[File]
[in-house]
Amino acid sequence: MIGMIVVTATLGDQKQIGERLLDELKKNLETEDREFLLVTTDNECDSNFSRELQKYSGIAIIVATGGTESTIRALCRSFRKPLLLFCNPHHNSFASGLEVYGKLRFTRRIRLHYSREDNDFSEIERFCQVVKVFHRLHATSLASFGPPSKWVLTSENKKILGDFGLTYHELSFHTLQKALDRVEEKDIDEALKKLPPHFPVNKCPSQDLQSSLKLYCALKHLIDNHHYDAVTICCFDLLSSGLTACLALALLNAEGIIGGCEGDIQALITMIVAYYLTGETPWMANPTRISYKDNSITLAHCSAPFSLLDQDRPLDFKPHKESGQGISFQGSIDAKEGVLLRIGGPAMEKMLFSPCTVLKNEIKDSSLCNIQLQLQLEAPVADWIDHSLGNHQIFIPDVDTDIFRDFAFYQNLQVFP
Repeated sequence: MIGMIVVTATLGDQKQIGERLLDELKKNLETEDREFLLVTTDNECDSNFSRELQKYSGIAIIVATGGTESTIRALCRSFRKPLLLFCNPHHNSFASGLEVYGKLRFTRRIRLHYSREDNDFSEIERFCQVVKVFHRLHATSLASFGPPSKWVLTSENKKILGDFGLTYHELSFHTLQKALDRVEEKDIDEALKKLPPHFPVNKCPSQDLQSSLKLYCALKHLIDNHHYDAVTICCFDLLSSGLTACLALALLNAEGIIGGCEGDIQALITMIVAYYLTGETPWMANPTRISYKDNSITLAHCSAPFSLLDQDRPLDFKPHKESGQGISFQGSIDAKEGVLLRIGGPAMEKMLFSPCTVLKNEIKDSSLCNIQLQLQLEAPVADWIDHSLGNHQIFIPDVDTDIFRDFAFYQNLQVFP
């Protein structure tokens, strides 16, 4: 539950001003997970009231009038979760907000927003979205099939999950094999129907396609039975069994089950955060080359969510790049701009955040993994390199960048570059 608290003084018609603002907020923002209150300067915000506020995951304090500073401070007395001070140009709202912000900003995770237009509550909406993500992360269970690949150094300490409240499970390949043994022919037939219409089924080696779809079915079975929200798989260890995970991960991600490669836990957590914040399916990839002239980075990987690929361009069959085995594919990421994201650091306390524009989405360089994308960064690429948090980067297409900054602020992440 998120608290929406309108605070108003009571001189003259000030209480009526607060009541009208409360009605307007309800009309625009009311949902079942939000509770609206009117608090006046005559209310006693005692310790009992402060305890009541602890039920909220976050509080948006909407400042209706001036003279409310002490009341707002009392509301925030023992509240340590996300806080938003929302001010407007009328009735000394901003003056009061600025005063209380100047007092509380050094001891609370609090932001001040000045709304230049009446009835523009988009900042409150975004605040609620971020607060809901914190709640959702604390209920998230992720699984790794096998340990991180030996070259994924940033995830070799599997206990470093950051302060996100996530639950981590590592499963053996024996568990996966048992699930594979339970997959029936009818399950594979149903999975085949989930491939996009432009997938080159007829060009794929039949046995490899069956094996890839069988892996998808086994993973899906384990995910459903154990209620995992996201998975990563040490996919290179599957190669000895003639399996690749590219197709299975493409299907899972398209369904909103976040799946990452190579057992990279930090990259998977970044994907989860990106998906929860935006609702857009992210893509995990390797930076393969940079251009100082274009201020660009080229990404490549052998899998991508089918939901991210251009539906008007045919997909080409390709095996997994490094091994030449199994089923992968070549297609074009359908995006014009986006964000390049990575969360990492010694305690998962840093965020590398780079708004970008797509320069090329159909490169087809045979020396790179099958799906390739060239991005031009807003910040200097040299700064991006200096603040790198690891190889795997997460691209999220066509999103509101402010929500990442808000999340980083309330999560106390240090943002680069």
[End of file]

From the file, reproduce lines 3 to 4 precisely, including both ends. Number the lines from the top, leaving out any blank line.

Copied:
Repeated sequence: MIGMIVVTATLGDQKQIGERLLDELKKNLETEDREFLLVTTDNECDSNFSRELQKYSGIAIIVATGGTESTIRALCRSFRKPLLLFCNPHHNSFASGLEVYGKLRFTRRIRLHYSREDNDFSEIERFCQVVKVFHRLHATSLASFGPPSKWVLTSENKKILGDFGLTYHELSFHTLQKALDRVEEKDIDEALKKLPPHFPVNKCPSQDLQSSLKLYCALKHLIDNHHYDAVTICCFDLLSSGLTACLALALLNAEGIIGGCEGDIQALITMIVAYYLTGETPWMANPTRISYKDNSITLAHCSAPFSLLDQDRPLDFKPHKESGQGISFQGSIDAKEGVLLRIGGPAMEKMLFSPCTVLKNEIKDSSLCNIQLQLQLEAPVADWIDHSLGNHQIFIPDVDTDIFRDFAFYQNLQVFP
């Protein structure tokens, strides 16, 4: 539950001003997970009231009038979760907000927003979205099939999950094999129907396609039975069994089950955060080359969510790049701009955040993994390199960048570059 608290003084018609603002907020923002209150300067915000506020995951304090500073401070007395001070140009709202912000900003995770237009509550909406993500992360269970690949150094300490409240499970390949043994022919037939219409089924080696779809079915079975929200798989260890995970991960991600490669836990957590914040399916990839002239980075990987690929361009069959085995594919990421994201650091306390524009989405360089994308960064690429948090980067297409900054602020992440 998120608290929406309108605070108003009571001189003259000030209480009526607060009541009208409360009605307007309800009309625009009311949902079942939000509770609206009117608090006046005559209310006693005692310790009992402060305890009541602890039920909220976050509080948006909407400042209706001036003279409310002490009341707002009392509301925030023992509240340590996300806080938003929302001010407007009328009735000394901003003056009061600025005063209380100047007092509380050094001891609370609090932001001040000045709304230049009446009835523009988009900042409150975004605040609620971020607060809901914190709640959702604390209920998230992720699984790794096998340990991180030996070259994924940033995830070799599997206990470093950051302060996100996530639950981590590592499963053996024996568990996966048992699930594979339970997959029936009818399950594979149903999975085949989930491939996009432009997938080159007829060009794929039949046995490899069956094996890839069988892996998808086994993973899906384990995910459903154990209620995992996201998975990563040490996919290179599957190669000895003639399996690749590219197709299975493409299907899972398209369904909103976040799946990452190579057992990279930090990259998977970044994907989860990106998906929860935006609702857009992210893509995990390797930076393969940079251009100082274009201020660009080229990404490549052998899998991508089918939901991210251009539906008007045919997909080409390709095996997994490094091994030449199994089923992968070549297609074009359908995006014009986006964000390049990575969360990492010694305690998962840093965020590398780079708004970008797509320069090329159909490169087809045979020396790179099958799906390739060239991005031009807003910040200097040299700064991006200096603040790198690891190889795997997460691209999220066509999103509101402010929500990442808000999340980083309330999560106390240090943002680069």